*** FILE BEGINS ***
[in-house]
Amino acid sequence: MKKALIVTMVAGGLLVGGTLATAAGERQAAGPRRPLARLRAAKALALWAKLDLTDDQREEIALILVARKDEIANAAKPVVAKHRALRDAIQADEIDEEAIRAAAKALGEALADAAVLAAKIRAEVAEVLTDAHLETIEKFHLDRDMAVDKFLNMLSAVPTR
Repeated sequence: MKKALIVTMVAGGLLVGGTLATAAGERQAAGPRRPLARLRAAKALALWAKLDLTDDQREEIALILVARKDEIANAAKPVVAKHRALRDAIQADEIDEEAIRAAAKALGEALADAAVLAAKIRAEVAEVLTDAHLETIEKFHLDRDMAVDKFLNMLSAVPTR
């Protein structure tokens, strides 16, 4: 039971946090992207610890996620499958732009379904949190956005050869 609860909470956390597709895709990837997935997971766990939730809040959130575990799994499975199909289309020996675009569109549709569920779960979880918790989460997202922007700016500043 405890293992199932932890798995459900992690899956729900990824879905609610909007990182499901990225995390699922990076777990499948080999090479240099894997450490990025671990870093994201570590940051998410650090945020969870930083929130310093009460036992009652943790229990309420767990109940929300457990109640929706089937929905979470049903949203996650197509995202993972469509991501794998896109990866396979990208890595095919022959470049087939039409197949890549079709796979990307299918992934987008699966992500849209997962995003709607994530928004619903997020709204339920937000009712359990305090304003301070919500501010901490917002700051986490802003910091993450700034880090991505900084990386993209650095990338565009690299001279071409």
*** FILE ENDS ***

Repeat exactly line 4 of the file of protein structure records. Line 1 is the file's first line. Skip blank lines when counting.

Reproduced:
């Protein structure tokens, strides 16, 4: 039971946090992207610890996620499958732009379904949190956005050869 609860909470956390597709895709990837997935997971766990939730809040959130575990799994499975199909289309020996675009569109549709569920779960979880918790989460997202922007700016500043 405890293992199932932890798995459900992690899956729900990824879905609610909007990182499901990225995390699922990076777990499948080999090479240099894997450490990025671990870093994201570590940051998410650090945020969870930083929130310093009460036992009652943790229990309420767990109940929300457990109640929706089937929905979470049903949203996650197509995202993972469509991501794998896109990866396979990208890595095919022959470049087939039409197949890549079709796979990307299918992934987008699966992500849209997962995003709607994530928004619903997020709204339920937000009712359990305090304003301070919500501010901490917002700051986490802003910091993450700034880090991505900084990386993209650095990338565009690299001279071409």